27. Following the accident, because of his injuries, Captain McCoy was unable to continue with his work and his status was changed on the roll at the Base on that same day from 'active duty' as civilian air technician to an 'inactive' or 'sick' status as civilian air technician.

 28. The passenger who rode with Captain McCoy, Donald A. Chalmers, was required to sign a release prior to the flight releasing the United States and the State of Maryland from any liability on account of Chalmers' injury or death due to the flight.

 29. Following the accident, application was made by Captain McCoy for benefits (medical care and treatment of the injuries suffered) under the Federal Employees' Compensation Act. *fn3"

 30. Captain McCoy was entitled to medical care and treatment under the Federal Employees' Compensation Act only if he were injured in his capacity as a federal employee (air technician working in civilian status as maintenance officer of United States Government property) while in the performance of his duty. He was not entitled to any benefits under that Act if he were injured while working in his military capacity in the Air National Guard, since different benefits were provided by another statute (32 U.S.C.A. § 319) for injuries occurring to a guardsman while acting in a military capacity.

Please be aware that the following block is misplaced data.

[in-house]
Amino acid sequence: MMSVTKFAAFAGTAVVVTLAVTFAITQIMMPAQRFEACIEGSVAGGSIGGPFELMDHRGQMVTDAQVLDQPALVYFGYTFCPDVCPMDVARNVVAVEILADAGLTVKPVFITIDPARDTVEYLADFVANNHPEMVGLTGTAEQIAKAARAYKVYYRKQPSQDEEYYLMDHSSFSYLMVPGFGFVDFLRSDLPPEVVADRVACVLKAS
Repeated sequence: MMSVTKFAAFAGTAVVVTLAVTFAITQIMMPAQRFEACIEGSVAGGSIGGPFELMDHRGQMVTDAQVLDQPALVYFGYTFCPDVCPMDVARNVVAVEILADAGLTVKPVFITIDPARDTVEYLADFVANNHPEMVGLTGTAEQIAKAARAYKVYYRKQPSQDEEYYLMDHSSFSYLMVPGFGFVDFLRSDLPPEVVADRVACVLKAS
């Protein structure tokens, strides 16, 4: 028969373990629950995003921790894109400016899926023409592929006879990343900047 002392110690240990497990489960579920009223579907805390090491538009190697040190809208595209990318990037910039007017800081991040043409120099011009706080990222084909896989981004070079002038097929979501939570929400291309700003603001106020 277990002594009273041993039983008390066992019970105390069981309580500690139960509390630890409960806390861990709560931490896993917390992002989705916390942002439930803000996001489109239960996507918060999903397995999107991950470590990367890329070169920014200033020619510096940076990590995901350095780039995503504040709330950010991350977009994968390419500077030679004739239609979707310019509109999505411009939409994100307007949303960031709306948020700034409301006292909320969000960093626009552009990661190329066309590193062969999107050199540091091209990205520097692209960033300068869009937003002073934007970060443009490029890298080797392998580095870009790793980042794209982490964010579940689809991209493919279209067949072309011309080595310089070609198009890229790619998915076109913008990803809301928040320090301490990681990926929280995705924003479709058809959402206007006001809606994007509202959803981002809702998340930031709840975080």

31. Lt. Col. Kilkowski, the Base Detachment Commander, (Air Technician) approved the application of Captain McCoy Coy for medical and hospital benefits under the aforesaid Federal Employees' Compensation Act.

 32. Thereafter, Colonel Ebaugh, United States Property and Fiscal Officer for the State of Maryland, on active duty in the service of the United States, employed by the National Guard Bureau, a federal agency, working directly under General Wilson, Deputy Chief of the Bureau, approved the claim, stating that Captain McCoy was injured in the course of his employment as a 'civil employee of the United States and not as a member of the Maryland National Guard.'

 33. The United States Department of Labor, through Stuart Rothman, its solicitor by one Mr. Wright, Chief of its Subrogation Branch, and by a claims supervisor for the Bureau of Employees' Compensation, United States Department of Labor, John Stasko, and by John M. Diggins, a claims examiner of the same department, in the usual course of business: